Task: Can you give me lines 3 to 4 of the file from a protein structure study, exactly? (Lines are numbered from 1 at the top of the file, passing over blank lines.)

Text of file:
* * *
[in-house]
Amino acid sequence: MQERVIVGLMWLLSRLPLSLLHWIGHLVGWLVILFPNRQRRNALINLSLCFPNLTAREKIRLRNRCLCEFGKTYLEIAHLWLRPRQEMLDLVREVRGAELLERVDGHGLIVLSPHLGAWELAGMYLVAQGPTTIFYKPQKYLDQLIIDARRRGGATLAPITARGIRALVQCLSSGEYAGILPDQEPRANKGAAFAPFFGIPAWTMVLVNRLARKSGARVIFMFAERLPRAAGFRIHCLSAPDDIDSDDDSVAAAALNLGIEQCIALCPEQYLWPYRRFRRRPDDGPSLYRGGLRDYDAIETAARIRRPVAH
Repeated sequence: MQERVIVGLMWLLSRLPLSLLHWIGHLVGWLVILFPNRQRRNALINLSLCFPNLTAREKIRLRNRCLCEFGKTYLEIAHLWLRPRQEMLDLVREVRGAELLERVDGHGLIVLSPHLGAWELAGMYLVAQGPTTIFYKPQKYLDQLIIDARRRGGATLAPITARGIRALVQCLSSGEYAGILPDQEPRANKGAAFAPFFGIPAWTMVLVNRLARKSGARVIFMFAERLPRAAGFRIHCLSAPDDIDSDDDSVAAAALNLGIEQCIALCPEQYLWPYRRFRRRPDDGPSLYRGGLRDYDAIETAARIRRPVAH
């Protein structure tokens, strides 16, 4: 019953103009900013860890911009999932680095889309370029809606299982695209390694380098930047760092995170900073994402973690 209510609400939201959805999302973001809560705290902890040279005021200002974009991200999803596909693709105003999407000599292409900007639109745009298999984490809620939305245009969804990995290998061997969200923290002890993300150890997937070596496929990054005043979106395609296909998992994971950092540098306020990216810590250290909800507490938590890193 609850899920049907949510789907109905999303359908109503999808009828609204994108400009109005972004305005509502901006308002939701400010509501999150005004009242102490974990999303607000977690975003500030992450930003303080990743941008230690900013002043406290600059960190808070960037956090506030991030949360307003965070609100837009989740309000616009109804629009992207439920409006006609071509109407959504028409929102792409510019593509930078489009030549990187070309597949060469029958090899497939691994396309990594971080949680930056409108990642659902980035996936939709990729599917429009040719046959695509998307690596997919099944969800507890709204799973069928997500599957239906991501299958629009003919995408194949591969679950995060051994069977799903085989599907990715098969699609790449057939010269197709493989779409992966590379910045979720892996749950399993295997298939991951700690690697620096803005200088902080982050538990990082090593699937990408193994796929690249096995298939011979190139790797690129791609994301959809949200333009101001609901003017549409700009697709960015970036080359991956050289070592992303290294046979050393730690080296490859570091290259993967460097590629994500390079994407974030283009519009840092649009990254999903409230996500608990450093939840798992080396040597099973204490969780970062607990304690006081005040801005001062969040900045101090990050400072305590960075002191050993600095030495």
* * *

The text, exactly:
Repeated sequence: MQERVIVGLMWLLSRLPLSLLHWIGHLVGWLVILFPNRQRRNALINLSLCFPNLTAREKIRLRNRCLCEFGKTYLEIAHLWLRPRQEMLDLVREVRGAELLERVDGHGLIVLSPHLGAWELAGMYLVAQGPTTIFYKPQKYLDQLIIDARRRGGATLAPITARGIRALVQCLSSGEYAGILPDQEPRANKGAAFAPFFGIPAWTMVLVNRLARKSGARVIFMFAERLPRAAGFRIHCLSAPDDIDSDDDSVAAAALNLGIEQCIALCPEQYLWPYRRFRRRPDDGPSLYRGGLRDYDAIETAARIRRPVAH
């Protein structure tokens, strides 16, 4: 019953103009900013860890911009999932680095889309370029809606299982695209390694380098930047760092995170900073994402973690 209510609400939201959805999302973001809560705290902890040279005021200002974009991200999803596909693709105003999407000599292409900007639109745009298999984490809620939305245009969804990995290998061997969200923290002890993300150890997937070596496929990054005043979106395609296909998992994971950092540098306020990216810590250290909800507490938590890193 609850899920049907949510789907109905999303359908109503999808009828609204994108400009109005972004305005509502901006308002939701400010509501999150005004009242102490974990999303607000977690975003500030992450930003303080990743941008230690900013002043406290600059960190808070960037956090506030991030949360307003965070609100837009989740309000616009109804629009992207439920409006006609071509109407959504028409929102792409510019593509930078489009030549990187070309597949060469029958090899497939691994396309990594971080949680930056409108990642659902980035996936939709990729599917429009040719046959695509998307690596997919099944969800507890709204799973069928997500599957239906991501299958629009003919995408194949591969679950995060051994069977799903085989599907990715098969699609790449057939010269197709493989779409992966590379910045979720892996749950399993295997298939991951700690690697620096803005200088902080982050538990990082090593699937990408193994796929690249096995298939011979190139790797690129791609994301959809949200333009101001609901003017549409700009697709960015970036080359991956050289070592992303290294046979050393730690080296490859570091290259993967460097590629994500390079994407974030283009519009840092649009990254999903409230996500608990450093939840798992080396040597099973204490969780970062607990304690006081005040801005001062969040900045101090990050400072305590960075002191050993600095030495």